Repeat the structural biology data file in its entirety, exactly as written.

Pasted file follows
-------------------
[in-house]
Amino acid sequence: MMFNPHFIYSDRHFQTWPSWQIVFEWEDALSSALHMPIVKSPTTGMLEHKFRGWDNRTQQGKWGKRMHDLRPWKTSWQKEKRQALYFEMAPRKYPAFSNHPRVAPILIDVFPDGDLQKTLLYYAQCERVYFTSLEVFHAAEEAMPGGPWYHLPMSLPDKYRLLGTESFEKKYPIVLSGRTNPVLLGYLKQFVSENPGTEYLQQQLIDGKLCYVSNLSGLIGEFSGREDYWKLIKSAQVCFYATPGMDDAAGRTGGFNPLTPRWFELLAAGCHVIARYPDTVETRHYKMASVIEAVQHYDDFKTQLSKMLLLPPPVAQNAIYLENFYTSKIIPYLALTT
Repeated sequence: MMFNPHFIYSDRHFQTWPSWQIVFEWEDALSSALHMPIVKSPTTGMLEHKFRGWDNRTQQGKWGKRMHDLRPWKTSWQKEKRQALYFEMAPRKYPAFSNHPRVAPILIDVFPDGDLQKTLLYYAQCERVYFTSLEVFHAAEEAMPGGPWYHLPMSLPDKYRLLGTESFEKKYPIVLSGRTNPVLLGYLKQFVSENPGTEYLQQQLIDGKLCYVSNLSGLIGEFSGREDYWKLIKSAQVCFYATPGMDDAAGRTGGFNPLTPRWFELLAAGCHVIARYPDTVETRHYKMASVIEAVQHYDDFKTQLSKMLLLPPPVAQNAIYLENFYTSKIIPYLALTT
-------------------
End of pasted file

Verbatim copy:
[in-house]
Amino acid sequence: MMFNPHFIYSDRHFQTWPSWQIVFEWEDALSSALHMPIVKSPTTGMLEHKFRGWDNRTQQGKWGKRMHDLRPWKTSWQKEKRQALYFEMAPRKYPAFSNHPRVAPILIDVFPDGDLQKTLLYYAQCERVYFTSLEVFHAAEEAMPGGPWYHLPMSLPDKYRLLGTESFEKKYPIVLSGRTNPVLLGYLKQFVSENPGTEYLQQQLIDGKLCYVSNLSGLIGEFSGREDYWKLIKSAQVCFYATPGMDDAAGRTGGFNPLTPRWFELLAAGCHVIARYPDTVETRHYKMASVIEAVQHYDDFKTQLSKMLLLPPPVAQNAIYLENFYTSKIIPYLALTT
Repeated sequence: MMFNPHFIYSDRHFQTWPSWQIVFEWEDALSSALHMPIVKSPTTGMLEHKFRGWDNRTQQGKWGKRMHDLRPWKTSWQKEKRQALYFEMAPRKYPAFSNHPRVAPILIDVFPDGDLQKTLLYYAQCERVYFTSLEVFHAAEEAMPGGPWYHLPMSLPDKYRLLGTESFEKKYPIVLSGRTNPVLLGYLKQFVSENPGTEYLQQQLIDGKLCYVSNLSGLIGEFSGREDYWKLIKSAQVCFYATPGMDDAAGRTGGFNPLTPRWFELLAAGCHVIARYPDTVETRHYKMASVIEAVQHYDDFKTQLSKMLLLPPPVAQNAIYLENFYTSKIIPYLALTT